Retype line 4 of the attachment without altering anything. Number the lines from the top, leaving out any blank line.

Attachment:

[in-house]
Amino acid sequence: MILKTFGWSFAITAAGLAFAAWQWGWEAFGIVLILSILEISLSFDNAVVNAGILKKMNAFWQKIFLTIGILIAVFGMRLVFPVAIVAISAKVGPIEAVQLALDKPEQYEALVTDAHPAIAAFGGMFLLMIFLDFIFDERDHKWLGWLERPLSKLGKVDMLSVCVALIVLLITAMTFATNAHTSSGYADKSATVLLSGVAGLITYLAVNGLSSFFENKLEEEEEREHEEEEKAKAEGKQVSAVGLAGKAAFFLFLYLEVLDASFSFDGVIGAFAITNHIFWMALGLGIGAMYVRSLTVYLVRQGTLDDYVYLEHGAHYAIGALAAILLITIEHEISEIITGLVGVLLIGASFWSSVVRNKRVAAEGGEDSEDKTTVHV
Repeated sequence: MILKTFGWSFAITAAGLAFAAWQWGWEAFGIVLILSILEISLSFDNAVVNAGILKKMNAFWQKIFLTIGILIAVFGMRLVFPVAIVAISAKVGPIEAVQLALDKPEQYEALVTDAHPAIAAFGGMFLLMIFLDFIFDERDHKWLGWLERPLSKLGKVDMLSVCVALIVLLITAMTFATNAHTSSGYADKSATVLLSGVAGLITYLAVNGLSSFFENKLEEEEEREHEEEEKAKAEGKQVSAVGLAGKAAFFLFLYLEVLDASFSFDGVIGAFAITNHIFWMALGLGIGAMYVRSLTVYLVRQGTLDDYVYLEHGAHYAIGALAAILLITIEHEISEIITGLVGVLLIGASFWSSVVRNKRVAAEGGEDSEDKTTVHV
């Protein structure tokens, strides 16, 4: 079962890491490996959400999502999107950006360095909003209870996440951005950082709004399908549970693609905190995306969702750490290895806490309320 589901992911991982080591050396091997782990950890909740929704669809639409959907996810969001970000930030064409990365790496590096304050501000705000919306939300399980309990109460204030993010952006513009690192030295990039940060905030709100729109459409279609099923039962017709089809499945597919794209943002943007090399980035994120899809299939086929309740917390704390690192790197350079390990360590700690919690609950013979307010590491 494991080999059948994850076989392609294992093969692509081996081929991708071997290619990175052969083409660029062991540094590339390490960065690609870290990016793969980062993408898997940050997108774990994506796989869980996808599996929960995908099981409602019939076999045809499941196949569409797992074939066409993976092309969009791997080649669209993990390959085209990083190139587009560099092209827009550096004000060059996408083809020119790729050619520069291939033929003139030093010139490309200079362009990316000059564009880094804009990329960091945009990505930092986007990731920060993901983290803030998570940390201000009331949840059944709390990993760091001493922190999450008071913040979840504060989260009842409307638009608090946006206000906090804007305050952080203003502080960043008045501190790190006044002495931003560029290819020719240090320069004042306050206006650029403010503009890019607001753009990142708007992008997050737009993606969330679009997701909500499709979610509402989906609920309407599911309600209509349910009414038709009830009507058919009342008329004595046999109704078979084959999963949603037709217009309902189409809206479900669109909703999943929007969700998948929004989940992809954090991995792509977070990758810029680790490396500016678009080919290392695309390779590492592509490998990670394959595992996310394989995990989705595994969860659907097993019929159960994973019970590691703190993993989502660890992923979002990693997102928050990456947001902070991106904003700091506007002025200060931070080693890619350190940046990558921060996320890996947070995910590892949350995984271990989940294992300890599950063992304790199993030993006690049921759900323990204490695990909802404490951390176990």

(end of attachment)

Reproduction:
């Protein structure tokens, strides 16, 4: 079962890491490996959400999502999107950006360095909003209870996440951005950082709004399908549970693609905190995306969702750490290895806490309320 589901992911991982080591050396091997782990950890909740929704669809639409959907996810969001970000930030064409990365790496590096304050501000705000919306939300399980309990109460204030993010952006513009690192030295990039940060905030709100729109459409279609099923039962017709089809499945597919794209943002943007090399980035994120899809299939086929309740917390704390690192790197350079390990360590700690919690609950013979307010590491 494991080999059948994850076989392609294992093969692509081996081929991708071997290619990175052969083409660029062991540094590339390490960065690609870290990016793969980062993408898997940050997108774990994506796989869980996808599996929960995908099981409602019939076999045809499941196949569409797992074939066409993976092309969009791997080649669209993990390959085209990083190139587009560099092209827009550096004000060059996408083809020119790729050619520069291939033929003139030093010139490309200079362009990316000059564009880094804009990329960091945009990505930092986007990731920060993901983290803030998570940390201000009331949840059944709390990993760091001493922190999450008071913040979840504060989260009842409307638009608090946006206000906090804007305050952080203003502080960043008045501190790190006044002495931003560029290819020719240090320069004042306050206006650029403010503009890019607001753009990142708007992008997050737009993606969330679009997701909500499709979610509402989906609920309407599911309600209509349910009414038709009830009507058919009342008329004595046999109704078979084959999963949603037709217009309902189409809206479900669109909703999943929007969700998948929004989940992809954090991995792509977070990758810029680790490396500016678009080919290392695309390779590492592509490998990670394959595992996310394989995990989705595994969860659907097993019929159960994973019970590691703190993993989502660890992923979002990693997102928050990456947001902070991106904003700091506007002025200060931070080693890619350190940046990558921060996320890996947070995910590892949350995984271990989940294992300890599950063992304790199993030993006690049921759900323990204490695990909802404490951390176990």